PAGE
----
Last night I attended a small women’s circle where we took turns sharing where we are in our lives and where we’re headed next. Afterwards, we did a short meditation and then created beautiful 2015 vision boards together, taking time at the end for show and tell.
This morning I woke up feeling fabulously nourished and complete. What happened? I got to partake in “belly time” (face-to-face connection) and practice emotional self-care.
All the travel I did in 2014 took a toll on my sweet body so focusing on my physical fitness and strength is one of my primary intentions for 2015. But last night reminded me that a key part of enhancing true well-being is making our emotional self-care a priority, too. Whether that’s taking time for heart-felt communication with friends who care about us, asking for support from a counselor/coach or allowing ourselves to feel what we’re experiencing, the care and feeding of our hearts is essential to feeling whole and alive.
Over the holiday break, I noticed with some concern how we’re all communicating these days. Friends that used to regularly call me around the dinner hour to visit about our day, now only text. My son says he won’t use our land line to call his friends to plan a date because, “They just don’t do that, Mom.” Our college communications interns are typically uncomfortable at the thought of returning phone calls to our customers or team members, they much prefer texting. When we rely so heavily on electronic communication, our exchanges become short, shallow and one-dimensional. We’re missing nuance, tone and this type of empty communication does little to feed our hearts, establish and build relationships and cultivate social and emotional intelligence.
And in a time when rates of depression and anxiety are skyrocketing, this is not a good thing.
One of mentors, psychologist Dr. Richard Miller (creator of iRest Yoga Nidra) says we all need four things: to be seen, to be heard, to connect and to belong. Ahhh, yes.
We need each other (read my blog post on this theme) fully and completely: hearts, minds, bodies and souls. Not just through rapid fire texts or Facebook Likes. I challenge you this week to look at ways you can nourish your heart through direct, authentic, heartfelt connection with others. Try picking up the phone to call a friend you haven’t spoken to in months, setting up a girl’s or guy’s night out, taking a few minutes to really see and hear someone you encounter or signing up for a monthly book group.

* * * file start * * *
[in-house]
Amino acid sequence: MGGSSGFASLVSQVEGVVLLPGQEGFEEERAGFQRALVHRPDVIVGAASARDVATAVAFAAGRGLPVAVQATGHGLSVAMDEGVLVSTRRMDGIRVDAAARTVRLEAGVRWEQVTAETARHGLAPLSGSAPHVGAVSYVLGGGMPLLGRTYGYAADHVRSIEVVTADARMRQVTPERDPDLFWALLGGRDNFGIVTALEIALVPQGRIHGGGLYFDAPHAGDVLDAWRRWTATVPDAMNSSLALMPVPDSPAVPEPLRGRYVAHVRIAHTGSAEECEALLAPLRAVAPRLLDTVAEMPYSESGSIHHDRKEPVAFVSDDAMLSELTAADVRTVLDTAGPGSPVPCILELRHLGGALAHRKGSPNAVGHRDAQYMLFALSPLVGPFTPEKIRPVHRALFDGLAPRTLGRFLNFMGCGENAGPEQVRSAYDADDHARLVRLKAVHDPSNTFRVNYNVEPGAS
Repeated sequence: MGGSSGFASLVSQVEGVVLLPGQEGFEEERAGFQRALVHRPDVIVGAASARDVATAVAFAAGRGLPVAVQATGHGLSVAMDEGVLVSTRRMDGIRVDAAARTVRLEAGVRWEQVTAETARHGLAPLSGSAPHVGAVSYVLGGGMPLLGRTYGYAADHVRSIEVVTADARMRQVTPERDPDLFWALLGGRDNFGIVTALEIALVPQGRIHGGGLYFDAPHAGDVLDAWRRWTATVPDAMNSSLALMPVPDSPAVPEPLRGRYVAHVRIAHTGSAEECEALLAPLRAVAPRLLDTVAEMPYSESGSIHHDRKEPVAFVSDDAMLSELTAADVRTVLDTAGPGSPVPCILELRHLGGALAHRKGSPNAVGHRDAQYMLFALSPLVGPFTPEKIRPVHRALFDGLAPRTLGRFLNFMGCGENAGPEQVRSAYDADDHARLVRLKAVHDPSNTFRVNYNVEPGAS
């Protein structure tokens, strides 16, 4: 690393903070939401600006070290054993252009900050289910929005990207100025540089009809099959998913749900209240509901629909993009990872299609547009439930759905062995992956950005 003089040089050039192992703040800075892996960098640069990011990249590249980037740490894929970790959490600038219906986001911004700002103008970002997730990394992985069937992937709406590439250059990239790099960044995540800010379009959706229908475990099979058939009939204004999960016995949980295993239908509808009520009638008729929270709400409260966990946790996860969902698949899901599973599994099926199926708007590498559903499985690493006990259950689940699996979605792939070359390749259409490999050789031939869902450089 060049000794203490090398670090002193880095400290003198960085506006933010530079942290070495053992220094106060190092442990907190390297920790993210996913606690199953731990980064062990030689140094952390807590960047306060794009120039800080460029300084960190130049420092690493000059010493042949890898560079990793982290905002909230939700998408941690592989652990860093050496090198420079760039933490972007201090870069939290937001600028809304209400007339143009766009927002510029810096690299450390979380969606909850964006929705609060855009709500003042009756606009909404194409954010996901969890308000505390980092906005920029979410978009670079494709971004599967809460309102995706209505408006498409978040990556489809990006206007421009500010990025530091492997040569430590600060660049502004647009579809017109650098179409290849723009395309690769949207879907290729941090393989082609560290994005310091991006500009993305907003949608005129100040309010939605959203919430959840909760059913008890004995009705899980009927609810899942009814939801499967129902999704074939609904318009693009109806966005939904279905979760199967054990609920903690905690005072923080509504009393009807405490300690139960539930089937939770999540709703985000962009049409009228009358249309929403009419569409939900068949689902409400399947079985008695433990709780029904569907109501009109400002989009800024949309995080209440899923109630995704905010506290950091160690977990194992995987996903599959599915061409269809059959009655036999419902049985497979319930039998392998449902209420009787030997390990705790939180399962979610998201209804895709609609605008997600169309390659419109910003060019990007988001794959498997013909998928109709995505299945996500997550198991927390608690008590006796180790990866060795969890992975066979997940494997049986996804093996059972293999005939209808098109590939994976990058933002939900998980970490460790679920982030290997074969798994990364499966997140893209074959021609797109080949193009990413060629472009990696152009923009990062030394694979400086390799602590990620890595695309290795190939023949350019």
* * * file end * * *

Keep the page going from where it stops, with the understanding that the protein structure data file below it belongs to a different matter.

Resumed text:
Gathering for belly time is great, but there are also many things you can on your own to nurture your emotional well-being. One of my favorite exercises for reconnecting with myself is the Quickie Journaling Exercise (from my new award-winning book Nurturing the Soul of Your Family). It involves asking three simple questions and recording your answers in a notebook or journal. It often helps to write stream of consciousness–let whatever wants to emerge–and place a hand over the center of your chest while reflecting on each question. How do I feel? What do I need (at this moment, at this life stage)? What do I want (what is my heart’s greatest desire)? Often in just five minutes, you’re able to feel some shifts while enhancing your emotional well-being. Let me know how it goes, I’d love to hear from you.
TAKE ACTION~If you’re feeling called to focus on your emotional self-care, make this a priority NOW! Consider joining me for a 2015 retreat (I’ll be at the beautiful, healing Kripalu Center for Yoga & Health Jan. 23-25–just a few spots left), learn more about my new Austin women’s group launching Jan. 30th Embracing the Wild Unknown: Nurturing Yourself in the Second Half of Life or join or become trained to facilitate a Personal Renewal Group for moms. This powerful 12 year-old program now includes Facilitators in more than ten countries worldwide. I’ve had the joy of creating/facilitating transformational events and experiences for women for more than 25 years.
Subscribe here to Live Inside Out, a weekly blog written by life balance teacher and Career Strategists president, Renée Peterson Trudeau. Her work has appeared in The New York Times, Good Housekeeping and more. Thousands of women in ten countries are becoming RTA-Certified Facilitators and leading/joining Personal Renewal Groups based on her award-winning curriculum. She is the author of The Mother’s Guide to Self-Renewal and Nurturing the Soul of Your Family: 10 Ways to Reconnect and Find Peace in Everyday Life. She lives in Austin, Texas, with her husband and 12 year-old son. More on her background here.